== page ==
Dreams for Sale: The Economic Monoculture and Its Impact On Your Career
Are You Sharing Positive Impact?

The Dark Side of Creation


Via Robyn Jay, a wonderful post from Harriet Wakelam on the "dark side" of creativity and how our participation in social networks may help or hinder that process.

First, Harriet puts her finger on something I've experienced myself:

I have recently been through one of those 'life reinventions'.  Unlike the current 'sexy' portrayal of creativity the process was absorbing, consuming and sometimes dark and scary.  During the process  I switched off from my networks. One minute I was talking, the next I was disconnected. 

It was however a rich and a valuable time, productive and exciting, if challenging and complex.

I love how she calls out the "sexy" portrayal of creativity that is so ubiquitous online. Rarely do people share the "dark and scary" parts of creativity. As Harriet points out, we are most likely to see just the finished product--the result of the creative process:

I have always thought that networks are non-linear.  Am I wrong though, are they very linear, our online social places being,  not places where thought can evolve, but a place to report the results of the thinking process?

There is no word, no hash tag, no convention for being present but processing.  If you are not 'present' then you are 'absent'.  

I have seen very few people I admire talk about the dark spaces of the creative process. 

My question: are our online networks missing an important facet?  Are they 'safe' enough for  emergent thoughts, or do we do our 'composting'  alone only presenting when we have visible evidence of growth...?           

Seems to me that would be a sad place falling well short of our expectations of ecosystems...

There are issues that I find interesting  here. First, is the nature of the creative process itself, with all its complexities and "dark and scary places." When we are going through career transformation, the process is very similar, in part because we are creating new selves. 

The second is the impact that social networks have on this process, particularly as they become more a fact of life for so many of us as we pursue our creative and career work. 

The Dark Side of Creation

In my own experience, creativity has consisted of two types of processes. One is active and more social. It includes  gathering information, reading, asking questions, interacting with other people, creating products and processes and blog posts. It is the productive, doing side of creation.  This is the side that we see online all the time. It has been enhanced by the ready availability of networks and people from around the world. It is the "public face" of creation, the side that we all see and admire.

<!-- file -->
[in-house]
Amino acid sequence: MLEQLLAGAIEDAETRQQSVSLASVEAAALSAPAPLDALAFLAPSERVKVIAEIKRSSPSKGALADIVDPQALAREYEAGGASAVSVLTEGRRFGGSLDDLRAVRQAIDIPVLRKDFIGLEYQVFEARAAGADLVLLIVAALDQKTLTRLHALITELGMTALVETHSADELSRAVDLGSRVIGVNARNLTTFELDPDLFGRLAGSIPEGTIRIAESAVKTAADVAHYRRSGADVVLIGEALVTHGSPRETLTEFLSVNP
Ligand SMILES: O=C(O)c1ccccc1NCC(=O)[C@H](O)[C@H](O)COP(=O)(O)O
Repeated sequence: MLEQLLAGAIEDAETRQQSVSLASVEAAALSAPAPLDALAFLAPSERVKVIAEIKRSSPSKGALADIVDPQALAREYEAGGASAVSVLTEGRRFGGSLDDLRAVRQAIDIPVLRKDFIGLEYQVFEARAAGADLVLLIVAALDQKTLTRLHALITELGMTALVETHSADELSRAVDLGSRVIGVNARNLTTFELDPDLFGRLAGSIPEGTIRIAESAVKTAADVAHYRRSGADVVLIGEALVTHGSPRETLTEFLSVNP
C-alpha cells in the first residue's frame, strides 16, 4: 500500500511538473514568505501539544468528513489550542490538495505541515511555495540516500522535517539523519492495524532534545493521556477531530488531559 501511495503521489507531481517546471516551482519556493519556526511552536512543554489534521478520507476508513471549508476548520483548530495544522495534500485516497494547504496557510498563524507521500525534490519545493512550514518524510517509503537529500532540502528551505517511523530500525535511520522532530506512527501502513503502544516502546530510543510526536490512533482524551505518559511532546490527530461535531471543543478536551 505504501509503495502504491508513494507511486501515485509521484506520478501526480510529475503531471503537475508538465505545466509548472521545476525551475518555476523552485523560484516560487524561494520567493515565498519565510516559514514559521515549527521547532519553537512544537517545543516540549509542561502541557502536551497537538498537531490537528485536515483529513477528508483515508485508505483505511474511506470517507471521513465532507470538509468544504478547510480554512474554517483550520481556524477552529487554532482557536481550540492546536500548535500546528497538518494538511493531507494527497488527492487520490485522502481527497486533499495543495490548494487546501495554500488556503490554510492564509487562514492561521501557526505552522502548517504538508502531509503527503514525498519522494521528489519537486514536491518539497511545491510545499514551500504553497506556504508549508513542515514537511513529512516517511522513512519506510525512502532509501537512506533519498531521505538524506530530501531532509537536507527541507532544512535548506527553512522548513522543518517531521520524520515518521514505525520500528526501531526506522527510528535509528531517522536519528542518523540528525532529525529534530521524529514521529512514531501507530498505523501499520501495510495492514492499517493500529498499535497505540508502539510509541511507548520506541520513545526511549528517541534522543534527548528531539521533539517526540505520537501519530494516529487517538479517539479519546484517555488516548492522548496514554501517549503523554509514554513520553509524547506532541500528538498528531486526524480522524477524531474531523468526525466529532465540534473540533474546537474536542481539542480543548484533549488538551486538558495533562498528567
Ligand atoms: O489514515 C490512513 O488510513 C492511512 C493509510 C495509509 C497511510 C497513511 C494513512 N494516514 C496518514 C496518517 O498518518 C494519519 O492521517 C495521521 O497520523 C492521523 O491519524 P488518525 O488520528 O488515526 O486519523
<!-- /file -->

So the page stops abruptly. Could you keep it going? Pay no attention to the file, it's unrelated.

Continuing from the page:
But there is another side to creativity that is not so action-oriented. I like Harriet's use of the term "composting," for that's what it is. It is a gathering and churning of bits of organic matter, half-formed ideas and thoughts, an inability to really put them together into anything that feels right for public consumption. In those times, my head will swirl with bits and pieces of connection and ideas that never seem to coalesce. It's a stew of  . . . something. . . but what it actually is, I don't know. 

I find that in those times, I am impatient with myself. We are such an action-oriented culture, so concerned with turning creativity into a commodity. If I cannot count on something actionable or valuable coming from the creative process, then why do I even bother?

These are the times when I tend to withdraw from the world, to cut off my conversations and connections. Partly it's because I need the space and time for the thoughts to just germinate. Partly it's because there's something almost shameful about not being able to "produce."  And we are a society that values what people can do

Yet in my experience, creativity and transformation is like pregnancy. There is a gestation period, during which it looks like you aren't doing much, but HUGE amounts of growth and development are occurring inside. Of course, we aren't able to observe a growing belly to tell us that work is happening, so it's harder to accept gestation as part of this process. There are no visual cues to let us know that something is developing. 

But eventually, you will give birth. There will be a product or a process or a new you that emerges. That is when you will receive the congratulations. You have produced something.

Without the gestational period, though, you would have nothing. And how often do we stop that gestational process or try to push it along faster than it should go, simply because we are impatient to have something to show for our efforts? 

Social Networks in the Creative Process

Harriett asks what role social networks can play in this process. Are they a place for us to be able to share these quieter, gestational moments in the creative proceess?